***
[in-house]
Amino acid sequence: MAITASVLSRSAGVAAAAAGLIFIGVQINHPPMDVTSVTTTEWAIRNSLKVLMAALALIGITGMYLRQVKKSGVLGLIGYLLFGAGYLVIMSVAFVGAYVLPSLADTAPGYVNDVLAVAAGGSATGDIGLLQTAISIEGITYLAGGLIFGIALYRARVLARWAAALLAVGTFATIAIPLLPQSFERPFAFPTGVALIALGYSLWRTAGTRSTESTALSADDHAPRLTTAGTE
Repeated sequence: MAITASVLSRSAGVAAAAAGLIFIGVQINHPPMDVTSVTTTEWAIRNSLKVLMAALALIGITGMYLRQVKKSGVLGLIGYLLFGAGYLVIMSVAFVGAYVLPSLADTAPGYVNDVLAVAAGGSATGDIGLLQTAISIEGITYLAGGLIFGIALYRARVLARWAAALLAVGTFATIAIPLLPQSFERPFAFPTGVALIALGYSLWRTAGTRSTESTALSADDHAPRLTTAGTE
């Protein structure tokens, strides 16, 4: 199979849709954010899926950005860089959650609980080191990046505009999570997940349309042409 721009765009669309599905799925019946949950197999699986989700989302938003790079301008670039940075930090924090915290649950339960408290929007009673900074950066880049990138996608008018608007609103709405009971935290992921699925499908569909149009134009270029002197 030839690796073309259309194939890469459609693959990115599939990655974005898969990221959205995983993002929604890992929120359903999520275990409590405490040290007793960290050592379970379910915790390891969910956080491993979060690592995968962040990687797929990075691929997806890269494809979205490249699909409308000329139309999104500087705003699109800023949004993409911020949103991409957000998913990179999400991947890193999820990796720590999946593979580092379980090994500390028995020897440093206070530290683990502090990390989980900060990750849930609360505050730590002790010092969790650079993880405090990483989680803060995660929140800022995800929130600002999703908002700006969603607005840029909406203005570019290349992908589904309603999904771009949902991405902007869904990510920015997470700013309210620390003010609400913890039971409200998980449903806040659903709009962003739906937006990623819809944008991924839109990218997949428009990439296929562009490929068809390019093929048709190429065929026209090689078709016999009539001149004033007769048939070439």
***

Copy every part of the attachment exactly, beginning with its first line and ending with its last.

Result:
[in-house]
Amino acid sequence: MAITASVLSRSAGVAAAAAGLIFIGVQINHPPMDVTSVTTTEWAIRNSLKVLMAALALIGITGMYLRQVKKSGVLGLIGYLLFGAGYLVIMSVAFVGAYVLPSLADTAPGYVNDVLAVAAGGSATGDIGLLQTAISIEGITYLAGGLIFGIALYRARVLARWAAALLAVGTFATIAIPLLPQSFERPFAFPTGVALIALGYSLWRTAGTRSTESTALSADDHAPRLTTAGTE
Repeated sequence: MAITASVLSRSAGVAAAAAGLIFIGVQINHPPMDVTSVTTTEWAIRNSLKVLMAALALIGITGMYLRQVKKSGVLGLIGYLLFGAGYLVIMSVAFVGAYVLPSLADTAPGYVNDVLAVAAGGSATGDIGLLQTAISIEGITYLAGGLIFGIALYRARVLARWAAALLAVGTFATIAIPLLPQSFERPFAFPTGVALIALGYSLWRTAGTRSTESTALSADDHAPRLTTAGTE
């Protein structure tokens, strides 16, 4: 199979849709954010899926950005860089959650609980080191990046505009999570997940349309042409 721009765009669309599905799925019946949950197999699986989700989302938003790079301008670039940075930090924090915290649950339960408290929007009673900074950066880049990138996608008018608007609103709405009971935290992921699925499908569909149009134009270029002197 030839690796073309259309194939890469459609693959990115599939990655974005898969990221959205995983993002929604890992929120359903999520275990409590405490040290007793960290050592379970379910915790390891969910956080491993979060690592995968962040990687797929990075691929997806890269494809979205490249699909409308000329139309999104500087705003699109800023949004993409911020949103991409957000998913990179999400991947890193999820990796720590999946593979580092379980090994500390028995020897440093206070530290683990502090990390989980900060990750849930609360505050730590002790010092969790650079993880405090990483989680803060995660929140800022995800929130600002999703908002700006969603607005840029909406203005570019290349992908589904309603999904771009949902991405902007869904990510920015997470700013309210620390003010609400913890039971409200998980449903806040659903709009962003739906937006990623819809944008991924839109990218997949428009990439296929562009490929068809390019093929048709190429065929026209090689078709016999009539001149004033007769048939070439």